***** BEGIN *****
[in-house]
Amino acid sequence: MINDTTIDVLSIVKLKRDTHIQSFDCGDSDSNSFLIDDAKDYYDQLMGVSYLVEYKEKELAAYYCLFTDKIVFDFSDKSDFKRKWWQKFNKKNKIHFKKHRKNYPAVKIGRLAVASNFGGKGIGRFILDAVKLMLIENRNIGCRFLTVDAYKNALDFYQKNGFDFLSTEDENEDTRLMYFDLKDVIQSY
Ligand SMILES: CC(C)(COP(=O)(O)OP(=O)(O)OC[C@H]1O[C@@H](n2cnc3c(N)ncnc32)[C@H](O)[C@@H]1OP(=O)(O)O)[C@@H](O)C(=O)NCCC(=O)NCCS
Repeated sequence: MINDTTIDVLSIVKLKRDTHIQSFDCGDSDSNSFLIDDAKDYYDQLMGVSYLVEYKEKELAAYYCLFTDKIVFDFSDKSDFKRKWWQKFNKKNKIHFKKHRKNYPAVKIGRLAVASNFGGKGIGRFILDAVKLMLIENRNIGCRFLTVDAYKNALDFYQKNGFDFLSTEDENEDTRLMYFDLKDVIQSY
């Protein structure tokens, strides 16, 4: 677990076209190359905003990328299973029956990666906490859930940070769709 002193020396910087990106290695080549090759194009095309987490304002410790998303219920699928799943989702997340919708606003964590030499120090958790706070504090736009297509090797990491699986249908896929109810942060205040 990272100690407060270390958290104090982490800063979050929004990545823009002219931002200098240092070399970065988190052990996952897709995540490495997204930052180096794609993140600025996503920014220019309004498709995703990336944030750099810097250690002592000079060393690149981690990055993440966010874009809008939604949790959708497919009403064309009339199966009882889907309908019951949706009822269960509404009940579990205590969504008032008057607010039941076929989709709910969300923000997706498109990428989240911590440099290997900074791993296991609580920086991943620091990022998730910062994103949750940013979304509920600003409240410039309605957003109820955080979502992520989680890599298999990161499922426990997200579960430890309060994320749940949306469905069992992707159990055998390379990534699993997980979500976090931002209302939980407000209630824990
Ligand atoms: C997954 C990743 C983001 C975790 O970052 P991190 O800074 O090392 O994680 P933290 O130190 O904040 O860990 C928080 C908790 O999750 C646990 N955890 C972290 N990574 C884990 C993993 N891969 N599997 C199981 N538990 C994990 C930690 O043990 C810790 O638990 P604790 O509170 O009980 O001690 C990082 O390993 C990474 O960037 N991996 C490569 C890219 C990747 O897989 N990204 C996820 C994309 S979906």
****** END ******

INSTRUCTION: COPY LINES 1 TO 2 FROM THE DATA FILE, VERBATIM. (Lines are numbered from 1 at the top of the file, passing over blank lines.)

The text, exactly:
[in-house]
Amino acid sequence: MINDTTIDVLSIVKLKRDTHIQSFDCGDSDSNSFLIDDAKDYYDQLMGVSYLVEYKEKELAAYYCLFTDKIVFDFSDKSDFKRKWWQKFNKKNKIHFKKHRKNYPAVKIGRLAVASNFGGKGIGRFILDAVKLMLIENRNIGCRFLTVDAYKNALDFYQKNGFDFLSTEDENEDTRLMYFDLKDVIQSY